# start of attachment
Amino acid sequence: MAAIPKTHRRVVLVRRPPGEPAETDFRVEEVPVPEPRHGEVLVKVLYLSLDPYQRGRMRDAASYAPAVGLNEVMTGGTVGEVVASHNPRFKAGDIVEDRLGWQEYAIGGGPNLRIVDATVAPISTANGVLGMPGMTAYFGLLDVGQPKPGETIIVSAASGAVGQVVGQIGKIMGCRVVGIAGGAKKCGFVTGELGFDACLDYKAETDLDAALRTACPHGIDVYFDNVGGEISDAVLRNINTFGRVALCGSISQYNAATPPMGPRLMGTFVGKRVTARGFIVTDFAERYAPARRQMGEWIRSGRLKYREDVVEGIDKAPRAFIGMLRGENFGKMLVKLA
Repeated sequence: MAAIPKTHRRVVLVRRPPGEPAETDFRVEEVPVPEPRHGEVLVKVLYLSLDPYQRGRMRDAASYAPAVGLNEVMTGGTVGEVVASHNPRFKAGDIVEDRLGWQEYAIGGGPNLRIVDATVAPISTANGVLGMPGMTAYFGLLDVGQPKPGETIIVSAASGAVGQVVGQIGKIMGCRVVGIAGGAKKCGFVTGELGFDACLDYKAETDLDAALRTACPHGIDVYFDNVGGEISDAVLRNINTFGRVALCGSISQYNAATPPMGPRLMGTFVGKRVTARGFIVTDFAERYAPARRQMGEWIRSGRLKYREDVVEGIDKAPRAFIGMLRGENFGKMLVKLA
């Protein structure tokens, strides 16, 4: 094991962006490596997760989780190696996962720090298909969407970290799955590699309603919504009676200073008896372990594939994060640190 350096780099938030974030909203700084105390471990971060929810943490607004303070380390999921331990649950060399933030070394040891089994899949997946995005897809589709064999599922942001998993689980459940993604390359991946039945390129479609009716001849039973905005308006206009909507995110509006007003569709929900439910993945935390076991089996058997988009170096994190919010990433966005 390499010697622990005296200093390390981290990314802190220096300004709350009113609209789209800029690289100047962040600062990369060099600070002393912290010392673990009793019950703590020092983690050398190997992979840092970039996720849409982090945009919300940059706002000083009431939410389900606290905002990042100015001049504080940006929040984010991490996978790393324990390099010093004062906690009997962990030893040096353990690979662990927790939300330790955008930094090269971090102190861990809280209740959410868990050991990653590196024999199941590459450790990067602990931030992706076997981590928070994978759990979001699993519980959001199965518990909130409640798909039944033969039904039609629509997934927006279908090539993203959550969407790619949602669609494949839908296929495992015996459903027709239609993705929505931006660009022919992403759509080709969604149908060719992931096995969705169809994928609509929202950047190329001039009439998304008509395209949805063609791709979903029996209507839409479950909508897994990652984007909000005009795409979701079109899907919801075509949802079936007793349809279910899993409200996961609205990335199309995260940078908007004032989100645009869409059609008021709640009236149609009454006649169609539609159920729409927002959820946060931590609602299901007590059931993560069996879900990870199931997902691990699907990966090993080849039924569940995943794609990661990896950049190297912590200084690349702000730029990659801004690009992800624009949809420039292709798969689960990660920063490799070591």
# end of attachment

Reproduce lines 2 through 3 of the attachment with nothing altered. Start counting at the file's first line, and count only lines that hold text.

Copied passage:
Repeated sequence: MAAIPKTHRRVVLVRRPPGEPAETDFRVEEVPVPEPRHGEVLVKVLYLSLDPYQRGRMRDAASYAPAVGLNEVMTGGTVGEVVASHNPRFKAGDIVEDRLGWQEYAIGGGPNLRIVDATVAPISTANGVLGMPGMTAYFGLLDVGQPKPGETIIVSAASGAVGQVVGQIGKIMGCRVVGIAGGAKKCGFVTGELGFDACLDYKAETDLDAALRTACPHGIDVYFDNVGGEISDAVLRNINTFGRVALCGSISQYNAATPPMGPRLMGTFVGKRVTARGFIVTDFAERYAPARRQMGEWIRSGRLKYREDVVEGIDKAPRAFIGMLRGENFGKMLVKLA
């Protein structure tokens, strides 16, 4: 094991962006490596997760989780190696996962720090298909969407970290799955590699309603919504009676200073008896372990594939994060640190 350096780099938030974030909203700084105390471990971060929810943490607004303070380390999921331990649950060399933030070394040891089994899949997946995005897809589709064999599922942001998993689980459940993604390359991946039945390129479609009716001849039973905005308006206009909507995110509006007003569709929900439910993945935390076991089996058997988009170096994190919010990433966005 390499010697622990005296200093390390981290990314802190220096300004709350009113609209789209800029690289100047962040600062990369060099600070002393912290010392673990009793019950703590020092983690050398190997992979840092970039996720849409982090945009919300940059706002000083009431939410389900606290905002990042100015001049504080940006929040984010991490996978790393324990390099010093004062906690009997962990030893040096353990690979662990927790939300330790955008930094090269971090102190861990809280209740959410868990050991990653590196024999199941590459450790990067602990931030992706076997981590928070994978759990979001699993519980959001199965518990909130409640798909039944033969039904039609629509997934927006279908090539993203959550969407790619949602669609494949839908296929495992015996459903027709239609993705929505931006660009022919992403759509080709969604149908060719992931096995969705169809994928609509929202950047190329001039009439998304008509395209949805063609791709979903029996209507839409479950909508897994990652984007909000005009795409979701079109899907919801075509949802079936007793349809279910899993409200996961609205990335199309995260940078908007004032989100645009869409059609008021709640009236149609009454006649169609539609159920729409927002959820946060931590609602299901007590059931993560069996879900990870199931997902691990699907990966090993080849039924569940995943794609990661990896950049190297912590200084690349702000730029990659801004690009992800624009949809420039292709798969689960990660920063490799070591």